Speed: < 32 knots
Endurance: Approximately 4 months
Operating depth: Estimated as 500-520 meters per OSCAR-II SSGN
Propulsion: nuclear (2 x pressurized water reactor OK-650M.02 with a capacity of 190 MW driving two steam turbines and twin screws. Plus at least two outboard thrusters.
Crew: TBC. estimated 110
Armament: 6 x KANYON nuclear torpedoes (if fitted), 2 x 650 mm and 4 x 533 mm torpedo tubes with up to 28 torpedoes
‘HARMONY’ submarine detection network
note added 2017: In Novemember 2017 Russian state media gave the name Harmony (Гармония) to describe this 'global underwater sonar network'. I had provisionally used 'SHELF' (ШЕЛЬФ) which is the name of the nuclear power generator.
Analysis suggests that the main special mission of Belgorod will be the covert placement of large underwater systems on the sea floor. Russia is working on a new multi-sensor submarine detection network similar in concept to the US Navy’s classic SOSUS system which is intended to detect submarines operating under the arctic at ranges of 100km or more. According the sources quoted in the Russian media (Izvestia, 20th July 2016) the new complex will involve ‘underwater sensors’ (sonar arrays and possibly pressure/wake detectors) and sonar buoys, and will communicate with control stations via satellites. The system itself, or components of it, are codenamed HARMONY.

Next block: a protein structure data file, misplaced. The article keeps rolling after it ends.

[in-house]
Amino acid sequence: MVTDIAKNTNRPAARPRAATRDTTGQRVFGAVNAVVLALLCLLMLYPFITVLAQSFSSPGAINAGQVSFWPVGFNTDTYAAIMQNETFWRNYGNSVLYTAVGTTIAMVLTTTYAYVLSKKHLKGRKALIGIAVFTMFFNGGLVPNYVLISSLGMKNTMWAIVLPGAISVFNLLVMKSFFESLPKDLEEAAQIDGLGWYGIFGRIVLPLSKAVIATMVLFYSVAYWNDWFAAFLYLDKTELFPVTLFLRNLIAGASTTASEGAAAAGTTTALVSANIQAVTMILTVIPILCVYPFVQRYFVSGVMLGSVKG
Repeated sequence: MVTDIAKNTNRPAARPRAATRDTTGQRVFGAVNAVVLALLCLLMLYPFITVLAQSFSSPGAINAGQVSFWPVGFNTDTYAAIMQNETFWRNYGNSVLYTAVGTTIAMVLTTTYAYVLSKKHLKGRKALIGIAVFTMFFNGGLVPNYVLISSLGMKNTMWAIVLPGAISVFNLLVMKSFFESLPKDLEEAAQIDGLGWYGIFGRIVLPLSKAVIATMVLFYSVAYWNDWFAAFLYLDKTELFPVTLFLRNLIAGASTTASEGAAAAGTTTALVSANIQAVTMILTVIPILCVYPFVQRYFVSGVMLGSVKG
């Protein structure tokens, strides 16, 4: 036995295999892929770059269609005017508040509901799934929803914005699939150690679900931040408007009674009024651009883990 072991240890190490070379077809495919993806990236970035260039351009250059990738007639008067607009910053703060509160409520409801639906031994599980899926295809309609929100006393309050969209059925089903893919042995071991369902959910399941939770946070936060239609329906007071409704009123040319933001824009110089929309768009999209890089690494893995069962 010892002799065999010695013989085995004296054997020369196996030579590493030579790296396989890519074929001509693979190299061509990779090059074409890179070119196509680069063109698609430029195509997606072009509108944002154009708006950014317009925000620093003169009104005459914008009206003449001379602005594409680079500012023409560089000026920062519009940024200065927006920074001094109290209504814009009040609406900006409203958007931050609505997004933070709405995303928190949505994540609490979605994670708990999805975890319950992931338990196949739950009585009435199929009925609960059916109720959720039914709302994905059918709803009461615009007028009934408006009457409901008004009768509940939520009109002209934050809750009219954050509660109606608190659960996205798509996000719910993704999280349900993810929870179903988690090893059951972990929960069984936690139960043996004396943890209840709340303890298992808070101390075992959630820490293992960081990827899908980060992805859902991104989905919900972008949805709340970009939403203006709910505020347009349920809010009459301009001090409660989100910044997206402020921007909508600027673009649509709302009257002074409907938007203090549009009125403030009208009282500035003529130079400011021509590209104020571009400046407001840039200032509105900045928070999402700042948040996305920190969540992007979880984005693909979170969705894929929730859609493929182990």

The Arctic Ocean has two basins in the middle, divided in half by a massive mountainous ridge. The basins are surrounded by shelfs where the sea floor drops from about 1,000m down to around 4,000m. Given that the midget submarines carried by Belgorod can dive to about 1,000m, these shelves represent the edge of where the sensor arrays might be placed. Additionally there are areas with mountain peeks at less than 1,000m where arrays could be placed.